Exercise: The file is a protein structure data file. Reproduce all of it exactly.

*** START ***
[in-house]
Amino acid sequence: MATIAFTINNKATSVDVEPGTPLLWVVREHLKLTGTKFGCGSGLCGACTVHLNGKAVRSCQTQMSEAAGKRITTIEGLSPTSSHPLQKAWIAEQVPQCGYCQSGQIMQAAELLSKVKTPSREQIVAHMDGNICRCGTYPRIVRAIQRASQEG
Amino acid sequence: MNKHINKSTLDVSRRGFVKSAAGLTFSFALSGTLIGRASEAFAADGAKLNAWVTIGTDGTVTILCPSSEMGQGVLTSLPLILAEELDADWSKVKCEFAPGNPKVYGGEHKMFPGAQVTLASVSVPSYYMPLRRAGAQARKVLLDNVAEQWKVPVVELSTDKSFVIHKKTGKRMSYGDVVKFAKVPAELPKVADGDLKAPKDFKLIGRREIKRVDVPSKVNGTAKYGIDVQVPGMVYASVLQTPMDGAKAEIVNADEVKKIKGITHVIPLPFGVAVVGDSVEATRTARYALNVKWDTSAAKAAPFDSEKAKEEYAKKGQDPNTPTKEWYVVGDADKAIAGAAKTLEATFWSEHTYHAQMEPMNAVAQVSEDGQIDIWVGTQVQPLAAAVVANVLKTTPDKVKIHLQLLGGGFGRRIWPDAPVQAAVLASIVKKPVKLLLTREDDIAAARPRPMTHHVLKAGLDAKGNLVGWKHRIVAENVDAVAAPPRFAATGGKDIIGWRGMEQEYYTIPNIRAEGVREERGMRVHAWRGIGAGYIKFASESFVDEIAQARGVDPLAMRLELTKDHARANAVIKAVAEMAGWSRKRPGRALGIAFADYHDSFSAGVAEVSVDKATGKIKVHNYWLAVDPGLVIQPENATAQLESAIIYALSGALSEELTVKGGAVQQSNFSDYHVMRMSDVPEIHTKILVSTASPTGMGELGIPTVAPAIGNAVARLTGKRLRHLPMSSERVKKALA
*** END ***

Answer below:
[in-house]
Amino acid sequence: MATIAFTINNKATSVDVEPGTPLLWVVREHLKLTGTKFGCGSGLCGACTVHLNGKAVRSCQTQMSEAAGKRITTIEGLSPTSSHPLQKAWIAEQVPQCGYCQSGQIMQAAELLSKVKTPSREQIVAHMDGNICRCGTYPRIVRAIQRASQEG
Amino acid sequence: MNKHINKSTLDVSRRGFVKSAAGLTFSFALSGTLIGRASEAFAADGAKLNAWVTIGTDGTVTILCPSSEMGQGVLTSLPLILAEELDADWSKVKCEFAPGNPKVYGGEHKMFPGAQVTLASVSVPSYYMPLRRAGAQARKVLLDNVAEQWKVPVVELSTDKSFVIHKKTGKRMSYGDVVKFAKVPAELPKVADGDLKAPKDFKLIGRREIKRVDVPSKVNGTAKYGIDVQVPGMVYASVLQTPMDGAKAEIVNADEVKKIKGITHVIPLPFGVAVVGDSVEATRTARYALNVKWDTSAAKAAPFDSEKAKEEYAKKGQDPNTPTKEWYVVGDADKAIAGAAKTLEATFWSEHTYHAQMEPMNAVAQVSEDGQIDIWVGTQVQPLAAAVVANVLKTTPDKVKIHLQLLGGGFGRRIWPDAPVQAAVLASIVKKPVKLLLTREDDIAAARPRPMTHHVLKAGLDAKGNLVGWKHRIVAENVDAVAAPPRFAATGGKDIIGWRGMEQEYYTIPNIRAEGVREERGMRVHAWRGIGAGYIKFASESFVDEIAQARGVDPLAMRLELTKDHARANAVIKAVAEMAGWSRKRPGRALGIAFADYHDSFSAGVAEVSVDKATGKIKVHNYWLAVDPGLVIQPENATAQLESAIIYALSGALSEELTVKGGAVQQSNFSDYHVMRMSDVPEIHTKILVSTASPTGMGELGIPTVAPAIGNAVARLTGKRLRHLPMSSERVKKALA